A lot of focus is put on keeping your dog physically healthy. Things like making sure they get regular checkups, keeping them up-to-date on vaccinations and helping them maintain an ideal body condition are common topics that your veterinarian will remind you about to help make sure your dog stays healthy.

But there’s another part of your dog’s body that needs care as well — their mind. Just as you would exercise their muscles, your dog’s brain needs exercise, too. A whole month (May) is dedicated to raising awareness about the importance of mental health for people, and it’s a good reminder that your dog’s mental health is important, too.

The Problem with Boredom

Being home alone for hours on end with nothing interesting to play with is likely to lead to a bored dog. If you’ve ever been stuck in an airport by yourself waiting on a delayed flight, you understand how this feels. Bored dogs don’t have a phone to scroll through while they wait, so they tend to find their own entertainment — which is fun for them, but not so great for you when you come home to your house covered in fluff and toilet paper.

Naughty behaviors from a dog left alone shouldn’t be ignored, because as well as being frustrating for you, it could mean that your dog has separation anxiety, which can result in destructive behaviors or even aggression. Providing your dog with environmental enrichment can help stop your dog becoming bored and may help with separation anxiety.

Enrichment Should Mimic Normal Behavior

The Indoor Pet Initiative at Ohio State University tells us that environmental or behavioral enrichment reduces stress and promotes overall health by occupying time and increasing an animal’s perception of control over their environment. In other words, enrichment helps prevent dogs from becoming bored and lets them have a say in what their day looks like.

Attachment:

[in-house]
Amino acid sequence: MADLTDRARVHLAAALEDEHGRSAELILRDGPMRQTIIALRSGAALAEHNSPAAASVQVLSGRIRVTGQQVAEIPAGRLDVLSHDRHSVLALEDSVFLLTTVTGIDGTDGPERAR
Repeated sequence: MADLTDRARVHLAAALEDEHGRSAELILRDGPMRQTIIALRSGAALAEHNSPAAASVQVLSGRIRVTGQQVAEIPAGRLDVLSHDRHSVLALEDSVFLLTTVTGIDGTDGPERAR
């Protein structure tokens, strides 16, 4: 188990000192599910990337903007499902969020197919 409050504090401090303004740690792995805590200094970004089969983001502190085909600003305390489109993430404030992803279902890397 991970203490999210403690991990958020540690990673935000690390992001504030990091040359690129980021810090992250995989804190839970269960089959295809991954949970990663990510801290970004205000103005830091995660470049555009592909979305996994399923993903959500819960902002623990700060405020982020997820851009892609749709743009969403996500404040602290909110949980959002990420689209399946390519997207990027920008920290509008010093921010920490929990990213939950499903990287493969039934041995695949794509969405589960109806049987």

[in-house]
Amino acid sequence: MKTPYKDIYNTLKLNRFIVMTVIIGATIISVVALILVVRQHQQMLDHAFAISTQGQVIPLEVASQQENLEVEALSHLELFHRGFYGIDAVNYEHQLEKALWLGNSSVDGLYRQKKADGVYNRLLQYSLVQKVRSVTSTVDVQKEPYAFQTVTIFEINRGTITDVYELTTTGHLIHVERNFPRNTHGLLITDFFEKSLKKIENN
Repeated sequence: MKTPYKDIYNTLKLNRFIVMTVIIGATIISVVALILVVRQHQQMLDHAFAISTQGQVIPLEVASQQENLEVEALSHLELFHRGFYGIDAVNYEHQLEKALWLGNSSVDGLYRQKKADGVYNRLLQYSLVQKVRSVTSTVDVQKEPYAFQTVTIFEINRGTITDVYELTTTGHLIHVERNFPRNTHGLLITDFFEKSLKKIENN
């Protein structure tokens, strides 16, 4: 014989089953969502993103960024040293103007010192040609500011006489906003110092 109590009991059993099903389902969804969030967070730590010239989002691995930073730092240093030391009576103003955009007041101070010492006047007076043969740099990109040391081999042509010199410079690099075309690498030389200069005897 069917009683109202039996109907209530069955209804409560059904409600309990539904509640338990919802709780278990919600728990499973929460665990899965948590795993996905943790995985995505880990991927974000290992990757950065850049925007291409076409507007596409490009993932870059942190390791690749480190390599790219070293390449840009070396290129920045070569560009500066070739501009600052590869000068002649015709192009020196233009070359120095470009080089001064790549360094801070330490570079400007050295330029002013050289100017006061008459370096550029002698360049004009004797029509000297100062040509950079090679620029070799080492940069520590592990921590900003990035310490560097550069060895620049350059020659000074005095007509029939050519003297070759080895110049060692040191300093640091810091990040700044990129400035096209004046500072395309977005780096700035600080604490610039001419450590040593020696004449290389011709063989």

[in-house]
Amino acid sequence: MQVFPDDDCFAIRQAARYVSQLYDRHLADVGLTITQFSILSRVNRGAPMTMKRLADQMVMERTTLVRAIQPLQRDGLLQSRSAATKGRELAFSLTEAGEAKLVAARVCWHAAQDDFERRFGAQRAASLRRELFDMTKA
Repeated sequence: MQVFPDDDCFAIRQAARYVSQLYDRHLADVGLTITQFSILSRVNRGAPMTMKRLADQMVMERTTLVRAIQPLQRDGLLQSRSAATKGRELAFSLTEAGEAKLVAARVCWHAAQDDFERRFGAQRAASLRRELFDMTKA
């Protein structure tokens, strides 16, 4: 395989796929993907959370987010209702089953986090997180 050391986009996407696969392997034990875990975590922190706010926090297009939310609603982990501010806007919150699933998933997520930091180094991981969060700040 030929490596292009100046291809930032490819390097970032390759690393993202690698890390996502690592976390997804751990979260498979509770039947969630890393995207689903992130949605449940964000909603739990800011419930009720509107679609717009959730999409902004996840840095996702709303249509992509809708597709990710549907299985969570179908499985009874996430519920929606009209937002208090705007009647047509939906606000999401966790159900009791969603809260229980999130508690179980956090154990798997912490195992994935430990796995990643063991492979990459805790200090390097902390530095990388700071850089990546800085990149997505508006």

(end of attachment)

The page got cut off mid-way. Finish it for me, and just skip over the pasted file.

The Indoor Pet Initiative describes five categories that most environmental enrichment falls into: food-based, sensory (sight, smell, touch, hear, taste), novel objects, social and positive training. Enrichment activities should mimic the natural behaviors of dogs like stalking, hunting, catching prey, sniffing, digging, running and resting.

Puzzling Out Brain Exercise

Food puzzles are a great way to get your dog to exercise their brain. They need to use their problem-solving skills, and it takes up time in their day since a short meal turns into a long game. You can also make them “hunt” for their food by hiding the food puzzle instead of just handing it over. You can choose to put all of their daily food ration into a few different puzzles or you could do a small amount at a time. If your dog is up for the challenge, you can try puzzles that require multiple steps to be completed before the food is dispensed.

It’s best to take an allotment of their daily food and use that in the puzzle, so that they aren’t consuming extra calories. If you do use treats, make sure you don’t give your dog more than 10 percent of their daily calorie amount as treats, otherwise they might end up adding on a few pounds of weight while they’re exercising their brain.